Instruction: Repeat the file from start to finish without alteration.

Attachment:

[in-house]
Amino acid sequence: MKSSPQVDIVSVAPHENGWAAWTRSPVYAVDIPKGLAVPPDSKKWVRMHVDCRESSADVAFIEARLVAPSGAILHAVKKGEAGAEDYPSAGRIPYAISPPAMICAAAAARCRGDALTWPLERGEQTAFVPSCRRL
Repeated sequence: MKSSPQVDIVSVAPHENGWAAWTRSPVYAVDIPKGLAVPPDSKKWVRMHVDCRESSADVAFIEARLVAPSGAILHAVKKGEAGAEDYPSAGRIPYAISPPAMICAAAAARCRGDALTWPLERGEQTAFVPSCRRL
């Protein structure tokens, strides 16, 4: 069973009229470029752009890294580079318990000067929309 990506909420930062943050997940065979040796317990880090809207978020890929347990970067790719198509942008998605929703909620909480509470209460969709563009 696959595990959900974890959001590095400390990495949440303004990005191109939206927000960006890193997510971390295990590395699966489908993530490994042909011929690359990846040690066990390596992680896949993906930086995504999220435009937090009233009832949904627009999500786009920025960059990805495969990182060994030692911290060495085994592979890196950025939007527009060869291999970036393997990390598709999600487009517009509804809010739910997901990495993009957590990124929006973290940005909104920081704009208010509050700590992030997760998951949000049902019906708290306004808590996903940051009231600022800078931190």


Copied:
[in-house]
Amino acid sequence: MKSSPQVDIVSVAPHENGWAAWTRSPVYAVDIPKGLAVPPDSKKWVRMHVDCRESSADVAFIEARLVAPSGAILHAVKKGEAGAEDYPSAGRIPYAISPPAMICAAAAARCRGDALTWPLERGEQTAFVPSCRRL
Repeated sequence: MKSSPQVDIVSVAPHENGWAAWTRSPVYAVDIPKGLAVPPDSKKWVRMHVDCRESSADVAFIEARLVAPSGAILHAVKKGEAGAEDYPSAGRIPYAISPPAMICAAAAARCRGDALTWPLERGEQTAFVPSCRRL
């Protein structure tokens, strides 16, 4: 069973009229470029752009890294580079318990000067929309 990506909420930062943050997940065979040796317990880090809207978020890929347990970067790719198509942008998605929703909620909480509470209460969709563009 696959595990959900974890959001590095400390990495949440303004990005191109939206927000960006890193997510971390295990590395699966489908993530490994042909011929690359990846040690066990390596992680896949993906930086995504999220435009937090009233009832949904627009999500786009920025960059990805495969990182060994030692911290060495085994592979890196950025939007527009060869291999970036393997990390598709999600487009517009509804809010739910997901990495993009957590990124929006973290940005909104920081704009208010509050700590992030997760998951949000049902019906708290306004808590996903940051009231600022800078931190």